Let’s be honest, there is a bit of a white elephant in our sector, a subject that no one wants to speak about. That taboo subject would be, the dreaded word, Complaint!
Why is it that no one wants to speak about them, discuss them with each other and use them to learn from and develop to be able to enhance practice and delivery. Is it uncomfortable, embarrassing, controversial or even socially isolating?
How many social media childcare groups are we all part of? How many best practice groups are we part of? What’s App groups, LA Groups, the list could go on and on. How many of these groups speak about complaints that settings have received and what impact they have had? In my experience, not many.
Having been in childcare for more years than I want to admit, I have worked in all parts of the sector. In the end, it is of no consequence where you work, when you are informed that your service has a complaint, your heart sinks, then the adrenaline kicks in. Then the brain starts working overtime, trying to work out what the complaint it about, who made it, is all the information and documentation up to date, is everything signed for (it will be – but you doubt yourself!).
You find out what the complaint is about, and you feel absolutely devastated.
You go through the motions of receiving the complaint. Negativity, responsibility, hurt, frustration, anger, devastation, embarrassment, perplexing…..this list could go on and on! You are then left to “pick up the pieces” of what has just happened, not just for yourself, but for your whole team. Then you then start with all the analysis of the complaint! Will you ever find a conclusion and rationale?
Where do you go for support for complaints? Your team? Your management team? Your family? Or do you just try to deal with it yourself? The isolation that happens when you get a complaint has got to stop. How much do you learn from the impact of a complaint; how much more could other services tap and dip into how you dealt with the complaint?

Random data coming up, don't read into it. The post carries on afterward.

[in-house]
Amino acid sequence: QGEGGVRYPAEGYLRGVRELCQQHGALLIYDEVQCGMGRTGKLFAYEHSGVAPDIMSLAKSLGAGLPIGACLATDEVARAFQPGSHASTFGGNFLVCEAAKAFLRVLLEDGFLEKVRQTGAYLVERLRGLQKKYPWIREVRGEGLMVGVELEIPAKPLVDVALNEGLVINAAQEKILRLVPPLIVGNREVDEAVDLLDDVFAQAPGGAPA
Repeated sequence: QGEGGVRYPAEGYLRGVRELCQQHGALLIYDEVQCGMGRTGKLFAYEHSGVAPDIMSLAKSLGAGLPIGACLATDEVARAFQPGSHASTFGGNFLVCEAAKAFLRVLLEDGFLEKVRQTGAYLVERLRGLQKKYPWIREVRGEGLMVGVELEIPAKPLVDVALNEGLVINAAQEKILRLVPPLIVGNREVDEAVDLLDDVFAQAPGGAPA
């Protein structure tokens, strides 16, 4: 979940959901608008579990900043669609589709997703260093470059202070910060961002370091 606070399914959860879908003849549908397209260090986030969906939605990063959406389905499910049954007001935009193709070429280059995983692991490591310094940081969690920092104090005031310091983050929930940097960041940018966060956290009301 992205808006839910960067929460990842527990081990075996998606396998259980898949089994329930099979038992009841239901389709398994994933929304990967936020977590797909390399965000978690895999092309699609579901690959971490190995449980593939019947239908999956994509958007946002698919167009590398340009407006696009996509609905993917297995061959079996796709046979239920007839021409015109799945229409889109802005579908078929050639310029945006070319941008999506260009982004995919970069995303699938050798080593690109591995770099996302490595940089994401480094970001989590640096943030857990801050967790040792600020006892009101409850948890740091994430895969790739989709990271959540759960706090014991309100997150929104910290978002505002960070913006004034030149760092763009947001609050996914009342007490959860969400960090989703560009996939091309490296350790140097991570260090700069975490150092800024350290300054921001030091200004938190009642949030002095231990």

We want to be honest and open and have discussions about complaints, how you deal with the aftermath and how you can turn a challenge into a positive experience. Let’s break the taboo of complaints and support each other, when that is the time you need the support of your peers not their judgement (we all know there’s a bit of a “wouldn’t happen here” culture in our sector.) We are in this together, so let’s come out the other side collaboratively not isolated.
A setting manager recently said to me, that dealing with a complaint had made her service and the team stronger. Wouldn’t it be great if we could share and celebrate that positivity with each other and share the learning that has come from a complaint, rather than brushing it away and hoping no one notices.
On a side note, and something else to think about, what about major incidents. It is devasting to read on social media all the comments about other settings when incidents happen. It can get splashed all over social media and with shocked emojis being used and very scarce comments offering support to that service. There are two sides to every story and instead of sensationalising situations why not show support and think what that service, their management team, team, children, and their families are going through without the condemnation from other children care services (as mentioned before – “wouldn’t happen here”).
As Henry Ford said, “Coming together is a beginning, Keeping together is progress, Working together is success”.